## Quantum Mechanics II: PHYS 314 [Spring 2020]

### Notices

#### We have moved online!

Look after yourself and those around you! This is a very stressful and difficult time for everyone, so please be compassionate with yourself and those around you, and look after yourself. Don't forget that Social Distancing doesn't have to mean Social Isolation! There are lot of good mental health resources available online, such as virusanxiety.com.

Here [mp4 file] is the first mini lecture video. This is a test, with administrative information for the rest of the semester, to make sure you can all see the video. **Please let me know** if you have trouble viewing it!

**Lectures**Short video summaries (around five minutes) of the main topics are posted below. I will also be posting the usual lecture notes, although I will be posting them by topic, rather than lecture.**Homeworks**Homeworks are due by email to me. If possible, please try to use an app, such as ``PDFelement'' or ``Image to PDF Converter'' (which should both be free, I believe) to convert your images to PDF files before submitting your homework. Please number your pages to make it easier for us to check that your submissions are complete.**Office hours**I will try to conduct online Q&A office hours at the usual times (Wednesdays and Fridays at 2 pm) via zoom link.**Quick quizzes**I will post quick quizzes on Wednesdays, on the webpage and on Blackboard. They will now be**assessed**and each Quick Quiz is worth ten points. There are five remaining Quick Quizzes, so in total they will be equivalent to one homework. They will form part of your homework score, but are not eligible to be dropped as your lowest homework grade. There will be a discussion board on Blackboard and**within 48 hours**you need to post your answer to one of the questions on the Quick Quiz and a response to someone else's answer (such as giving an example, or more clarification, or suggesting a different way to look at the concept). You will receive ten points for each Quick Quiz.**Midterm 2**The second midterm will be a take-home exam. I will post it on Wednesday April 8 and it is due at midday Friday April 10, by email to me. No late submissions will be allowed, unless by prior arrangement.**Textbook**Thanks to the William & Mary librarians, the textbook is now available through Blackboard.

### Course details

**Class schedule:** Classes take place in Small Hall 233, **Monday**, **Wednesday**, and **Friday 12:00-12:50**. The first class will take place Wednesday January 22^{nd}.

**Textbook:** We will use Griffiths and Schroeter's *An Introduction to Quantum Mechanics* (3^{rd} edition). This was the textbook you used for PHYS 313. I will make my (hand written) notes available here after class.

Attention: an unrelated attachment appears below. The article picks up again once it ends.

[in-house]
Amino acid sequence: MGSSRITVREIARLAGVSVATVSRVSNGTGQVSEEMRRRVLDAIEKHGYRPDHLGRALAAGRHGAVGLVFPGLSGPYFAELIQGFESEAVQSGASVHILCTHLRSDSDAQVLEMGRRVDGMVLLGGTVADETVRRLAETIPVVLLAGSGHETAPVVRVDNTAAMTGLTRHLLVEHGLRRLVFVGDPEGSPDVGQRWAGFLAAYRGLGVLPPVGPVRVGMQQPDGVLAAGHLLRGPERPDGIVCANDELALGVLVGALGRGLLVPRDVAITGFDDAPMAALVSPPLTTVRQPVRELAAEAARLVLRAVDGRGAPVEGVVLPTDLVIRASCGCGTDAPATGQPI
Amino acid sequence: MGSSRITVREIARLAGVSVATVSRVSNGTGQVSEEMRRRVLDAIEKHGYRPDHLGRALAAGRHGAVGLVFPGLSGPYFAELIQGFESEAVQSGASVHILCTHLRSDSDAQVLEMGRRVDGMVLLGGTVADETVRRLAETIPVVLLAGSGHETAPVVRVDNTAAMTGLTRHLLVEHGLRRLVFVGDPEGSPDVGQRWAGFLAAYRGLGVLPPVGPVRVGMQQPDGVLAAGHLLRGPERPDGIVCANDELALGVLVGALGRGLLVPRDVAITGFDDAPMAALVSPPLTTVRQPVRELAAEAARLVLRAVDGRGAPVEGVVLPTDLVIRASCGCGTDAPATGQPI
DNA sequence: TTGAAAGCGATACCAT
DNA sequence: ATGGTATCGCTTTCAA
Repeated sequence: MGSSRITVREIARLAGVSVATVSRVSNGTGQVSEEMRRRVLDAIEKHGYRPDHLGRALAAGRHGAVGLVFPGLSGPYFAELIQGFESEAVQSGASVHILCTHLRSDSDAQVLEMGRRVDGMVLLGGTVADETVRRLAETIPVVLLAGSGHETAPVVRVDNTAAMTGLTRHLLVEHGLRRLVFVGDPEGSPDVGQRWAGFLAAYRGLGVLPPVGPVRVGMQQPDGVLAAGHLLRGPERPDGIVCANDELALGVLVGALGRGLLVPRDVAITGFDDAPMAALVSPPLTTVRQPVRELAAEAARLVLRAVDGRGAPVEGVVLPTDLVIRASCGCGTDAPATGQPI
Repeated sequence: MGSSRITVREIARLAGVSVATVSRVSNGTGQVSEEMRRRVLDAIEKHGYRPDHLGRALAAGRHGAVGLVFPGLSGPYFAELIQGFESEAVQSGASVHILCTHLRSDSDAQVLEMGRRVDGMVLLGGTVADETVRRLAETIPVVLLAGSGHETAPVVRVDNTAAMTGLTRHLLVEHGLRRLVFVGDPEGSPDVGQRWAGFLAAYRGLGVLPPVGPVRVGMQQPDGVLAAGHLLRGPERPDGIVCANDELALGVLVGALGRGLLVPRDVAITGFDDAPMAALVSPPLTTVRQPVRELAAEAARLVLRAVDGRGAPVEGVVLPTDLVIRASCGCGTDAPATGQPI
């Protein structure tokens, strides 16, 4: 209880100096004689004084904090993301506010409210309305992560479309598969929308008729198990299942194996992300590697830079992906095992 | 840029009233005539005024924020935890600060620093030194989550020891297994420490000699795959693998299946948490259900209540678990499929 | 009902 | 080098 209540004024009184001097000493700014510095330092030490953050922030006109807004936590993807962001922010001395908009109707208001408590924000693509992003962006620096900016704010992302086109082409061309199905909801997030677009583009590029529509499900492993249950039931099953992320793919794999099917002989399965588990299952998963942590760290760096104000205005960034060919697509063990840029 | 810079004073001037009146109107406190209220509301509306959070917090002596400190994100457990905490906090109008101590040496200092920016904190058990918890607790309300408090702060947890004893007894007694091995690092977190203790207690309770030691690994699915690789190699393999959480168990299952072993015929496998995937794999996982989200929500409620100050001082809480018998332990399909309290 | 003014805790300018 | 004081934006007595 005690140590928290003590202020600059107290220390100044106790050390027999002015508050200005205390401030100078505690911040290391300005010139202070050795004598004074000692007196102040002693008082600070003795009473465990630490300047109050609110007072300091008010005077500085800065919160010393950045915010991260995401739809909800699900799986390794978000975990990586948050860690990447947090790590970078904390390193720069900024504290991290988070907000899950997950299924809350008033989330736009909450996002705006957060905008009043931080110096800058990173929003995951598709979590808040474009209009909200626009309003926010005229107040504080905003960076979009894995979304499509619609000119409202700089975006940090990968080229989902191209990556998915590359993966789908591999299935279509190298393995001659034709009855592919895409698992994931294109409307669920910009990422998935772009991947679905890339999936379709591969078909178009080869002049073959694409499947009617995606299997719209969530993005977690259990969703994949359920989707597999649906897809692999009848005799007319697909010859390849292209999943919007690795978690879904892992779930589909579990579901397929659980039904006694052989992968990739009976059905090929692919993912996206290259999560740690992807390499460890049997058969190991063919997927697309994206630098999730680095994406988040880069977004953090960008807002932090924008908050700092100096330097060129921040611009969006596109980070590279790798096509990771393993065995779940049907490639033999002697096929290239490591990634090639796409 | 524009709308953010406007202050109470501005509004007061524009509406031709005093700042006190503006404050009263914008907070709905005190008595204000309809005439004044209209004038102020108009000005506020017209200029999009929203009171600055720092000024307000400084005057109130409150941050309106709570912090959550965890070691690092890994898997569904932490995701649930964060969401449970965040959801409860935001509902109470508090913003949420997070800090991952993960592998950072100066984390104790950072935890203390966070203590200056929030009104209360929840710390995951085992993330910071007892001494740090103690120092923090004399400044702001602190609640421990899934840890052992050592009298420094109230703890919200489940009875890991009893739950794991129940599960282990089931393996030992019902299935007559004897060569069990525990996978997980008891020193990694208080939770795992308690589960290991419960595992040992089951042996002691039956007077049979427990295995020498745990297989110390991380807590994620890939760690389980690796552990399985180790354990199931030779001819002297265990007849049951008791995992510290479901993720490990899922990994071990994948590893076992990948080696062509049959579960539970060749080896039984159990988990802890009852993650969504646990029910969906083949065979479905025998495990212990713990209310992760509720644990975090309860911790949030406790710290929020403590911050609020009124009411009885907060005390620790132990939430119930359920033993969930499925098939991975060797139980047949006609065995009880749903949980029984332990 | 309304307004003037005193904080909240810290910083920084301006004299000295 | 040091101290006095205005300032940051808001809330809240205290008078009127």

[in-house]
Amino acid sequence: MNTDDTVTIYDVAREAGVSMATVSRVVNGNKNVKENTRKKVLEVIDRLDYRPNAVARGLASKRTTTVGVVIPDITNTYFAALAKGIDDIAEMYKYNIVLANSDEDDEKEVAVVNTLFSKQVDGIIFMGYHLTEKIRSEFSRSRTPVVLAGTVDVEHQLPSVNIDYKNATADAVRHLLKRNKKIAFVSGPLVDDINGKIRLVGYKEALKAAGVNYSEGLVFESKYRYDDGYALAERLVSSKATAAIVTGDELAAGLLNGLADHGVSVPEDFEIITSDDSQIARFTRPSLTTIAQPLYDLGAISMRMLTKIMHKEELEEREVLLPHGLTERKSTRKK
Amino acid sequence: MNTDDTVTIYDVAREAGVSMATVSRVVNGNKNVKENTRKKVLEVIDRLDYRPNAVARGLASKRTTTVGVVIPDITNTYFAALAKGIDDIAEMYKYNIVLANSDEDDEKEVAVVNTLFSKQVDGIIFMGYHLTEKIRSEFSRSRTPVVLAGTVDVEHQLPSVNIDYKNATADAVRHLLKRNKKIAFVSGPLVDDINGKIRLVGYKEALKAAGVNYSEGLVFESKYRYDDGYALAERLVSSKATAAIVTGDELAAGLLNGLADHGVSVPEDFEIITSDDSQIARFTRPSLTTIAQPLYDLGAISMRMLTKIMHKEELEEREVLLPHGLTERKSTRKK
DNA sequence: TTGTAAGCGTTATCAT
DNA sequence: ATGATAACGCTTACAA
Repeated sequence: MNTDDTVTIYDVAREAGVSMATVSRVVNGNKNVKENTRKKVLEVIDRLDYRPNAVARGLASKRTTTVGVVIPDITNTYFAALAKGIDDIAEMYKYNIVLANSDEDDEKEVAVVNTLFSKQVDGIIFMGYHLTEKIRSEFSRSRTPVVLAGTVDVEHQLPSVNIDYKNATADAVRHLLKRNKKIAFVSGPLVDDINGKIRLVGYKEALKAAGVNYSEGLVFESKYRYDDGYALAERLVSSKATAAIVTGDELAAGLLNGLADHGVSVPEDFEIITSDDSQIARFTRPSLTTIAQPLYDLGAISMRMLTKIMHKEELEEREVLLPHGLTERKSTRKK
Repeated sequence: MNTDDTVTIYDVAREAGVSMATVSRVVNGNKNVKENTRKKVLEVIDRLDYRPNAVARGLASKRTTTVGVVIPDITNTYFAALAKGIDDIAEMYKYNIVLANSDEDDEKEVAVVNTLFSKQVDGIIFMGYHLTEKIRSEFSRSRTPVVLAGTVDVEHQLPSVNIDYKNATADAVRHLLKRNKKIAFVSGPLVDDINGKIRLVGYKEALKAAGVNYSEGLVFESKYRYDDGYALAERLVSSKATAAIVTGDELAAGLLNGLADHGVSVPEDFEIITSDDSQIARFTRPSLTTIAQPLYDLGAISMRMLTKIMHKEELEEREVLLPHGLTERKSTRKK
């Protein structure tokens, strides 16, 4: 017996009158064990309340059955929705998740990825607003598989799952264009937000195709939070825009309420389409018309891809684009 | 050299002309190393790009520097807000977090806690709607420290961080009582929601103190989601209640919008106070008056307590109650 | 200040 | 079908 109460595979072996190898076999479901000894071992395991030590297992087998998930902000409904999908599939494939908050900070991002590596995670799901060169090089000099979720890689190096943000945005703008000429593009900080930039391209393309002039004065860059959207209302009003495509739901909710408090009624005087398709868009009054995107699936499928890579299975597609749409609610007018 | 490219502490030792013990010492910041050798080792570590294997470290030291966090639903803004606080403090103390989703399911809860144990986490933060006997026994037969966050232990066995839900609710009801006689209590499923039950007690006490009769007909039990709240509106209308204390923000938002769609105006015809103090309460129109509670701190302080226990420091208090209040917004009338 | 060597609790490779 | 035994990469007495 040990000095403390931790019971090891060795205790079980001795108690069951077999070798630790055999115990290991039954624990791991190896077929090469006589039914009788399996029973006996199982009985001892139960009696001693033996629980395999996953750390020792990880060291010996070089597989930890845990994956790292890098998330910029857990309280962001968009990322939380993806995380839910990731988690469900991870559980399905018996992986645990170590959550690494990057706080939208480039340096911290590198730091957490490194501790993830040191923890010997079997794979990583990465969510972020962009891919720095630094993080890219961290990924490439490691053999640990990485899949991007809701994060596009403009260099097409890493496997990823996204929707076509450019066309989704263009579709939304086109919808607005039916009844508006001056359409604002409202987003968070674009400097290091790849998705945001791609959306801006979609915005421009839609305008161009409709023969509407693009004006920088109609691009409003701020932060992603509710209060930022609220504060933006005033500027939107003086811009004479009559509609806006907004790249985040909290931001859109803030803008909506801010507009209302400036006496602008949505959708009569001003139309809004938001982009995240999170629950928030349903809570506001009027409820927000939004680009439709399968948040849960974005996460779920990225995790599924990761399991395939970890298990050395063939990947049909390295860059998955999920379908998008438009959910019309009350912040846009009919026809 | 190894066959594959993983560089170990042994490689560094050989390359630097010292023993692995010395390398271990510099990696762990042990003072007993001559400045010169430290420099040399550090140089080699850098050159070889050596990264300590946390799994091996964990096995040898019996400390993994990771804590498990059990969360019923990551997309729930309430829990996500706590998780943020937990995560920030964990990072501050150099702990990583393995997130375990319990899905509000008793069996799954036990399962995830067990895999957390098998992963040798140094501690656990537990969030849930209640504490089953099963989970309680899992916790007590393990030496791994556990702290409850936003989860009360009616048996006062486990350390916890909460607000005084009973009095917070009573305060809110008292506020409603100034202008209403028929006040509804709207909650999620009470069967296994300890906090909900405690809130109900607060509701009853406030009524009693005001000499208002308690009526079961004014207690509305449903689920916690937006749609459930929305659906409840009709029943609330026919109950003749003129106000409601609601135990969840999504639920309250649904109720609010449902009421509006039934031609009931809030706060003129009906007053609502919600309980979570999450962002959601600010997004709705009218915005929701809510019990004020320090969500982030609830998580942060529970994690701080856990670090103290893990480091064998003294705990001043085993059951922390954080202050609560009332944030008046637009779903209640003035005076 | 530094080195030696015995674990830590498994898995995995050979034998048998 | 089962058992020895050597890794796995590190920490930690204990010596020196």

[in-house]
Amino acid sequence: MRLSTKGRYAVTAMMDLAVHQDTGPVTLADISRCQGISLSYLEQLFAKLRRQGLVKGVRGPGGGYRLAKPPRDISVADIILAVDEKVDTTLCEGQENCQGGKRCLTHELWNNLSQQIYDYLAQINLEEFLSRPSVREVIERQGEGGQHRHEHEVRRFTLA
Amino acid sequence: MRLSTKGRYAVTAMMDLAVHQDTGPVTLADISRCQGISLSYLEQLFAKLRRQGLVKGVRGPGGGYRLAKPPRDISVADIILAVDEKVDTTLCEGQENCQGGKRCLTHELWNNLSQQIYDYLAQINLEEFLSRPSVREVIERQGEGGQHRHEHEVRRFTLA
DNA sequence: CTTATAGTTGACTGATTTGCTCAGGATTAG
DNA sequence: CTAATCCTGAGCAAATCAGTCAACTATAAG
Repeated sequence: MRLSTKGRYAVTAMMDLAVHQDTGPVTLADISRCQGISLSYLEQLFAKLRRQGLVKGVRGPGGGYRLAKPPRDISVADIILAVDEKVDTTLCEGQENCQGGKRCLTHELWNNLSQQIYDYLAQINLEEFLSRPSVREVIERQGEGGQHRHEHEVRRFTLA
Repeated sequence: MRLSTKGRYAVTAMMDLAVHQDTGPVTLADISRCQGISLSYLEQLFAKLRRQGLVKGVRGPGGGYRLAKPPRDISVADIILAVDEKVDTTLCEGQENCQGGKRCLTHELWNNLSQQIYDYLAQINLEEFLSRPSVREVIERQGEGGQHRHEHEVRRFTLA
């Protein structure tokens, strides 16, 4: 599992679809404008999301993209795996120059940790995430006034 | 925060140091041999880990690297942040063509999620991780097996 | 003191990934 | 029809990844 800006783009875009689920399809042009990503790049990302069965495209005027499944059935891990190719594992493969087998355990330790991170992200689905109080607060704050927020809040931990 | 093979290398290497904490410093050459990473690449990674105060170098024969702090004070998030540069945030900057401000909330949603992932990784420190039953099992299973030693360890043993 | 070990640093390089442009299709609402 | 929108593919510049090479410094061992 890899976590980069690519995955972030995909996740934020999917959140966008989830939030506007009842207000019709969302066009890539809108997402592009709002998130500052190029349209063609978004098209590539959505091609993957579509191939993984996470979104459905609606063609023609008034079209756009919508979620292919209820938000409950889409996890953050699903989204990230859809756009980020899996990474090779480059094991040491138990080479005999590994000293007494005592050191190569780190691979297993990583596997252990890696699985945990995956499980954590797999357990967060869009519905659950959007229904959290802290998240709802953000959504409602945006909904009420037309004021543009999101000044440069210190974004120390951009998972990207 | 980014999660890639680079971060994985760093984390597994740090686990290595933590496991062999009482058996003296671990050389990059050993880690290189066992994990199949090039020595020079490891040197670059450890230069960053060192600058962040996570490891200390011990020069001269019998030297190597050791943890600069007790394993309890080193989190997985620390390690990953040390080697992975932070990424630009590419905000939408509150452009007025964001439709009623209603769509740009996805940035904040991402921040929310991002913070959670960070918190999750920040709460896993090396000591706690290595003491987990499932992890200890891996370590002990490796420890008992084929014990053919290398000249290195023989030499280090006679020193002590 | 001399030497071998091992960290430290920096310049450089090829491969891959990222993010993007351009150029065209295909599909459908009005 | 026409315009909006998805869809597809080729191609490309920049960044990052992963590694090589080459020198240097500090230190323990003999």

**Prerequisites:** Modern Physics (PHYS 201) and Classical Mechanics (PHYS 208) are prerequisites for this course, as is a strong command of the material from the first semester of quantum mechanics (PHYS 313).

**Instructor:** Chris Monahan (he/his/him), Small Hall 326C. Email: cjmonahan'at'wm.edu.

**Course grading:** The grades will be calculated based on **either** 40% Homework, 25% In-class Tests and 35% Final Exam, **or** 40% Homework and 60% Final Exam. For each student, the final grade will be calculated using both equations, and the result with the larger numerical grade will be the one used to determine the letter grade. The course grader is Yiqi Yang. Make sure you use the correct mailbox!

**Problem sets** Homeworks will be posted on Monday before class and are due midday the following Monday. **I will drop the lowest grade on your weekly homework.**

**Office hours:** **Wednesdays and Fridays 2:00-3:00 pm** or by arrangement.

### Course description

How do we describe our Universe at very small length scales? How do we explain why hydrogen looks the way it does, or, for that matter, why the elements line up in the periodic table so neatly? The answer, of course, is **quantum magic mechanics**!

We will start to unravel some of this quantum magic by building on the first semester of quantum mechanics (PHYS 313) and introducing new techniques for systems for which we do not have exact solutions (that is, basically everything). This includes the detailed structure of hydrogen energy levels, helium atoms and nuclei, collections of identical particles, quantum scattering effects, and systems that evolve with time. We will briefly introduce concepts that appear throughout modern theoretical physics, such as the deep relationship of symmetries and conserved quantities, and a quick peek at quantum field theory, the mathematical framework that brings together quantum mechanics with special relativity, which explains all fundamental particles in the observable Universe.

We will cover:

- Time-independent perturbation theory.
- Fine and hyperfine structure of hydrogen.
- Time-dependent perturbation theory.
- Variational methods.
- Spin and statistics.
- Symmetries and conservation laws.
- Scattering.

This is most of the second half of the textbook, from Chapter 5 to Chapter 11, excluding Chapter 9, although not quite in order.